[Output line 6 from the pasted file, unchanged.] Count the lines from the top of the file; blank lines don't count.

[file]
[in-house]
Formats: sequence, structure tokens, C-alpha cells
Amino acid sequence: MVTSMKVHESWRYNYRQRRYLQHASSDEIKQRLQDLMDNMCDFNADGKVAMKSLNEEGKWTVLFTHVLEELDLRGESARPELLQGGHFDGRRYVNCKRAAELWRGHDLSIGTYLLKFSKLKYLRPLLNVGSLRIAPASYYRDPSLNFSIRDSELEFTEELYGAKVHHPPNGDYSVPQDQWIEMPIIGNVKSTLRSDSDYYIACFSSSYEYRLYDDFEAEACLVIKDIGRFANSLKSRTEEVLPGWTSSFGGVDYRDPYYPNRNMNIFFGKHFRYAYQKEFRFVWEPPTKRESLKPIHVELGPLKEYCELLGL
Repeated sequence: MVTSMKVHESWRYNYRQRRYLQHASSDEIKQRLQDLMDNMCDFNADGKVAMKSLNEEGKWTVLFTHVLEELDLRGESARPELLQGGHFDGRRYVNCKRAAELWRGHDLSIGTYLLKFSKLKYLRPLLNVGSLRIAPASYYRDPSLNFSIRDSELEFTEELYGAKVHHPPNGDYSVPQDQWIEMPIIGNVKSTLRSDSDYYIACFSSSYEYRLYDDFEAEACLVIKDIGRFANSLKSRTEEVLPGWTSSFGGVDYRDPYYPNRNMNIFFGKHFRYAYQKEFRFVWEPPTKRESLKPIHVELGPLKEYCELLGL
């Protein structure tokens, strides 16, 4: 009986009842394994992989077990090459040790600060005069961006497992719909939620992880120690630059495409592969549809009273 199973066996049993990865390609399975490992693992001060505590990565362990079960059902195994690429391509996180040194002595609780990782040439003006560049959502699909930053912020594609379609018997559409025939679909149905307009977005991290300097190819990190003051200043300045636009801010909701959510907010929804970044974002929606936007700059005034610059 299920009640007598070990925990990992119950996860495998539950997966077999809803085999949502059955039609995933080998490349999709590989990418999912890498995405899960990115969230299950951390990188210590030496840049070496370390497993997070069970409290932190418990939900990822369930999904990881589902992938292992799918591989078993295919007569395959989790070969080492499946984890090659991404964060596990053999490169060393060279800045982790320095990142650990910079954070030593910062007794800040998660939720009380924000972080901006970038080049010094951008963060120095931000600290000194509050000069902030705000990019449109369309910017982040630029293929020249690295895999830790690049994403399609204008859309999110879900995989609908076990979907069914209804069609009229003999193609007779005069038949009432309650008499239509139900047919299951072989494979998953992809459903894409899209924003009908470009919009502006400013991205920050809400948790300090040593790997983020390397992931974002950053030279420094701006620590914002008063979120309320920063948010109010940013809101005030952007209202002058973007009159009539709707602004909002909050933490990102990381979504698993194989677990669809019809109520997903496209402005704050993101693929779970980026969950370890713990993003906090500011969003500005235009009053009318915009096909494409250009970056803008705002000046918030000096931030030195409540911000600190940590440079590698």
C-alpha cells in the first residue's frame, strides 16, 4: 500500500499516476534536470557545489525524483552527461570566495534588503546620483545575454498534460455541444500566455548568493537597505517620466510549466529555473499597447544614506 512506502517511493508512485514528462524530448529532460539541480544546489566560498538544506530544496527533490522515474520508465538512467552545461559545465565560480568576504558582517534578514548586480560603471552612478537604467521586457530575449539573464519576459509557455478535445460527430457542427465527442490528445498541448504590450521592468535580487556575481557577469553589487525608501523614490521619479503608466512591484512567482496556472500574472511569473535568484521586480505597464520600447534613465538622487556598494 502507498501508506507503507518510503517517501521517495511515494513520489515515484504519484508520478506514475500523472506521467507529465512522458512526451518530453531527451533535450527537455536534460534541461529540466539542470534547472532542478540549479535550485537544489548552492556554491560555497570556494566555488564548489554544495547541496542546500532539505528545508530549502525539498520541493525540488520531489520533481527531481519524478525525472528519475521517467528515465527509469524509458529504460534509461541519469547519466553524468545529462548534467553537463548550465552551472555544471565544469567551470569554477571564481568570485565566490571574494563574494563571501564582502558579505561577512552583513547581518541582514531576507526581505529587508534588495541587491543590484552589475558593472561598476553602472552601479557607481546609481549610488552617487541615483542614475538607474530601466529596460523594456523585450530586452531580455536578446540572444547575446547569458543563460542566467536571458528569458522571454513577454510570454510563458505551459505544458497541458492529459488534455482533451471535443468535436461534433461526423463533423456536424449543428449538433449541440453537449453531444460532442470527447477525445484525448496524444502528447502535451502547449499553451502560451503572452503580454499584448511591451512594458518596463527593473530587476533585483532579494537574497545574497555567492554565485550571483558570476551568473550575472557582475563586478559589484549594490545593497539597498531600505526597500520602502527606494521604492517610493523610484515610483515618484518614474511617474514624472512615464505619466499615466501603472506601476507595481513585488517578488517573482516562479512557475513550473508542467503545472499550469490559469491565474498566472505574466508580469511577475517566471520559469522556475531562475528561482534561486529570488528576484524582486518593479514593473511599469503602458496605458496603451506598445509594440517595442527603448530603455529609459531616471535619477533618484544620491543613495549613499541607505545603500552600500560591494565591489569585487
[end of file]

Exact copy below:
C-alpha cells in the first residue's frame, strides 16, 4: 500500500499516476534536470557545489525524483552527461570566495534588503546620483545575454498534460455541444500566455548568493537597505517620466510549466529555473499597447544614506 512506502517511493508512485514528462524530448529532460539541480544546489566560498538544506530544496527533490522515474520508465538512467552545461559545465565560480568576504558582517534578514548586480560603471552612478537604467521586457530575449539573464519576459509557455478535445460527430457542427465527442490528445498541448504590450521592468535580487556575481557577469553589487525608501523614490521619479503608466512591484512567482496556472500574472511569473535568484521586480505597464520600447534613465538622487556598494 502507498501508506507503507518510503517517501521517495511515494513520489515515484504519484508520478506514475500523472506521467507529465512522458512526451518530453531527451533535450527537455536534460534541461529540466539542470534547472532542478540549479535550485537544489548552492556554491560555497570556494566555488564548489554544495547541496542546500532539505528545508530549502525539498520541493525540488520531489520533481527531481519524478525525472528519475521517467528515465527509469524509458529504460534509461541519469547519466553524468545529462548534467553537463548550465552551472555544471565544469567551470569554477571564481568570485565566490571574494563574494563571501564582502558579505561577512552583513547581518541582514531576507526581505529587508534588495541587491543590484552589475558593472561598476553602472552601479557607481546609481549610488552617487541615483542614475538607474530601466529596460523594456523585450530586452531580455536578446540572444547575446547569458543563460542566467536571458528569458522571454513577454510570454510563458505551459505544458497541458492529459488534455482533451471535443468535436461534433461526423463533423456536424449543428449538433449541440453537449453531444460532442470527447477525445484525448496524444502528447502535451502547449499553451502560451503572452503580454499584448511591451512594458518596463527593473530587476533585483532579494537574497545574497555567492554565485550571483558570476551568473550575472557582475563586478559589484549594490545593497539597498531600505526597500520602502527606494521604492517610493523610484515610483515618484518614474511617474514624472512615464505619466499615466501603472506601476507595481513585488517578488517573482516562479512557475513550473508542467503545472499550469490559469491565474498566472505574466508580469511577475517566471520559469522556475531562475528561482534561486529570488528576484524582486518593479514593473511599469503602458496605458496603451506598445509594440517595442527603448530603455529609459531616471535619477533618484544620491543613495549613499541607505545603500552600500560591494565591489569585487